Interest rates will remain low for years: RBA Governor

Interest rates will remain low for a few more years, Reserve Bank Governor Glenn Stevens has indicated in an address to the Committee for Economic Development of Australia.

According to AAP, Stevens said rates would likely remain low for an extended period, or until investment from outside of the mining industry picked up.

"Inflation is well under control and is likely to remain so over the next couple of years," Stevens said.

"In such circumstances, monetary policy should be accommodative and, on present indications, is likely to be that way for some time yet."

His comments come after the RBA left the official cash rate at a steady 2.5% for the 15th consecutive month at the November Board meeting.

However, Stevens expressed concern about the potential for an “overexcited” housing market, due to low interest rates, advocating for the revision of bank lending policies proposed by the RBA’s Financial Stability Review released in September.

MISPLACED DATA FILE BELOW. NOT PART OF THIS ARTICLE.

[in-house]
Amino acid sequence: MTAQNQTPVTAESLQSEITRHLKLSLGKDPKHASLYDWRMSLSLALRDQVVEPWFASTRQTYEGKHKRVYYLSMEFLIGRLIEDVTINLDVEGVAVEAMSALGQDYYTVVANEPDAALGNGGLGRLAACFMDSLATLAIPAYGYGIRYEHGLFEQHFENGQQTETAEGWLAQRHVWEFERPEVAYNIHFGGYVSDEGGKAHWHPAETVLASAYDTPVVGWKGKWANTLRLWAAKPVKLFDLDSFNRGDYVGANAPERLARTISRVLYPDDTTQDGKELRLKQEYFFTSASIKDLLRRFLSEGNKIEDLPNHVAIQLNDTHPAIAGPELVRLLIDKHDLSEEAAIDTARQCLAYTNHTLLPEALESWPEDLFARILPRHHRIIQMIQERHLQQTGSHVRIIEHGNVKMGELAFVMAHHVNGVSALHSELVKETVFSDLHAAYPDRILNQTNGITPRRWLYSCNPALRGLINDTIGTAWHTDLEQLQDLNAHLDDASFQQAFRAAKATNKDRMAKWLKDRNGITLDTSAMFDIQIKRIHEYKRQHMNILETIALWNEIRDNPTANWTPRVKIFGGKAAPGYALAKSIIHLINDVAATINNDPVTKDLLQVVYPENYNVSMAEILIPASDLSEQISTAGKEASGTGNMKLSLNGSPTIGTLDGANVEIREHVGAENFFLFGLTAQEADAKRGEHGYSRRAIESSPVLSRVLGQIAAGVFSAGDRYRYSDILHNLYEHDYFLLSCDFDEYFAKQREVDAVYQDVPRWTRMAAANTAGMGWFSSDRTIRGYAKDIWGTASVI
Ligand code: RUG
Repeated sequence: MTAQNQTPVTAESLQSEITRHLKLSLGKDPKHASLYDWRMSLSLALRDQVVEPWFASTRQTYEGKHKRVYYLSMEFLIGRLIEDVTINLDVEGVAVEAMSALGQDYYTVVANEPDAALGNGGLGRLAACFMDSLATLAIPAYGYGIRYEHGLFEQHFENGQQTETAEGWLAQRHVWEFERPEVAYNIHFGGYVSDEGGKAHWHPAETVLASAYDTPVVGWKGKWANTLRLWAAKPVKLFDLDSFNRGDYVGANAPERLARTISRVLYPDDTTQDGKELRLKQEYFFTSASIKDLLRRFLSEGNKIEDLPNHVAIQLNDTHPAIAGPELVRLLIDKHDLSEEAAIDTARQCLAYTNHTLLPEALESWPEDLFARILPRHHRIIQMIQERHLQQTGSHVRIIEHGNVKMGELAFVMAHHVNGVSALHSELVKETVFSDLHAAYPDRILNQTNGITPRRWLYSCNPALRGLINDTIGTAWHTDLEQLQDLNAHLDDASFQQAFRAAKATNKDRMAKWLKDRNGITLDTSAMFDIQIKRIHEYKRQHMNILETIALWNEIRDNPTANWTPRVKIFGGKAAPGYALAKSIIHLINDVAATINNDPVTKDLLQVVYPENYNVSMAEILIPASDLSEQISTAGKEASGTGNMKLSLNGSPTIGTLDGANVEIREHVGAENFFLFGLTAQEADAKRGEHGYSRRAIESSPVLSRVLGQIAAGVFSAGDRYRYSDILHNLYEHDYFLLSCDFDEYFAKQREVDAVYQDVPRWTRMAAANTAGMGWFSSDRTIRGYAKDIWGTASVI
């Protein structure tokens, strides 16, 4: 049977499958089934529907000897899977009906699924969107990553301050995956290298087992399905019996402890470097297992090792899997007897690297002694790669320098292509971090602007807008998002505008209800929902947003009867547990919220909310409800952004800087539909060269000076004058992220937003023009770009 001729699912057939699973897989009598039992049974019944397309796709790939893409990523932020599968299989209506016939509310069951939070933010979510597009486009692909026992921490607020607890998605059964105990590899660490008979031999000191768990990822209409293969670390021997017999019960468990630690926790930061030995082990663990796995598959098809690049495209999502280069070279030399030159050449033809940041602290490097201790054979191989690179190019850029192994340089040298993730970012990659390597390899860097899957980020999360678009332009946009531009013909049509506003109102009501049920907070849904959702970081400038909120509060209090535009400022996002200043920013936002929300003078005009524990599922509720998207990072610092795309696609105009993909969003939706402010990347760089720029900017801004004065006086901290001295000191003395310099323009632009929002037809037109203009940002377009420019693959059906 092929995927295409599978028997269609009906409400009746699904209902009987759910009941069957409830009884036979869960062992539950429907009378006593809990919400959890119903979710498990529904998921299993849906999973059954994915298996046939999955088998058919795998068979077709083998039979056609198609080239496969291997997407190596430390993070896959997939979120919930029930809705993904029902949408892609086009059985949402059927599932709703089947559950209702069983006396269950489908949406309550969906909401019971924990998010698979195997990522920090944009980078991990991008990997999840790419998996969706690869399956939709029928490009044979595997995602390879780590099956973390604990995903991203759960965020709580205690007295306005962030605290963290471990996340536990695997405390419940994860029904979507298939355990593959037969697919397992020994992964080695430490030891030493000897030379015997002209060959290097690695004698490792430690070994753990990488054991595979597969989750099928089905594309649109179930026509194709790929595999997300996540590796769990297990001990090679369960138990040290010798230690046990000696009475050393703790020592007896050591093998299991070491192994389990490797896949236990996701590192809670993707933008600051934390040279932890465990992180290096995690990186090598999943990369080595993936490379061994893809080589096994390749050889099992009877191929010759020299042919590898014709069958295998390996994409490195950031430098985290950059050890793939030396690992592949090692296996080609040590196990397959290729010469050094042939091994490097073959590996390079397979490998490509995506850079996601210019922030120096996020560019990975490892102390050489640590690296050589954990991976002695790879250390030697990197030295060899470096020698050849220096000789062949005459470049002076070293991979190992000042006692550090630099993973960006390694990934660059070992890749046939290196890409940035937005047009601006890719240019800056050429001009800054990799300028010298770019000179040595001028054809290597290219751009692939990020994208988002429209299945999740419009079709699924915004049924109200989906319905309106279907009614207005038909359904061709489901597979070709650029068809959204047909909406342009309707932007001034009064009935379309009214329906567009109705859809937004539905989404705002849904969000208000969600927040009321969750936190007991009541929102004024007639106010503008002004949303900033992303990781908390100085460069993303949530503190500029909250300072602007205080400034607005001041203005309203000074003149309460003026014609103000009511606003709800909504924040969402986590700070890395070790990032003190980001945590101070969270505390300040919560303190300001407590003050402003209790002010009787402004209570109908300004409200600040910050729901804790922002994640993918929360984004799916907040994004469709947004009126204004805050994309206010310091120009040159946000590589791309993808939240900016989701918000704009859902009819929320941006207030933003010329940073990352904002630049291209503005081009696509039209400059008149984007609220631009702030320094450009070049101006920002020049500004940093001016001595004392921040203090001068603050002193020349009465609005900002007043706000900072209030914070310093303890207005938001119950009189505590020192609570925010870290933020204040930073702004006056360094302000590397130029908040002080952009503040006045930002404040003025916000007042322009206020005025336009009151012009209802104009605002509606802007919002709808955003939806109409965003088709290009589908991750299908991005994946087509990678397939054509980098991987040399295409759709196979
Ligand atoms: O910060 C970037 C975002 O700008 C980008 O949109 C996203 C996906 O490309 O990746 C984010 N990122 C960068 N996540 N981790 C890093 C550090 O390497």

Stevens also responded to British Prime Minister David Cameron’s address to the Australian Parliament on Friday, in which he congratulated Australia for surviving 23 years without a recession.

Fairfax Media reported that Stevens disputed that claim, criticising the current method by which recessions are measured (most commonly as two consecutive quarters of negative economic growth).

"I think but for the vagaries of quarterly national accounting we might well have called the end of 2000 a recession. We would have called the end of 2008 one, in fact I would call it that,” he said.

"It wasn't terribly deep and we got out of it fairly quickly. The question isn't how you can go another 23 years without a recession, it is how you have small ones and get out of them quickly. That's a conversation worth having."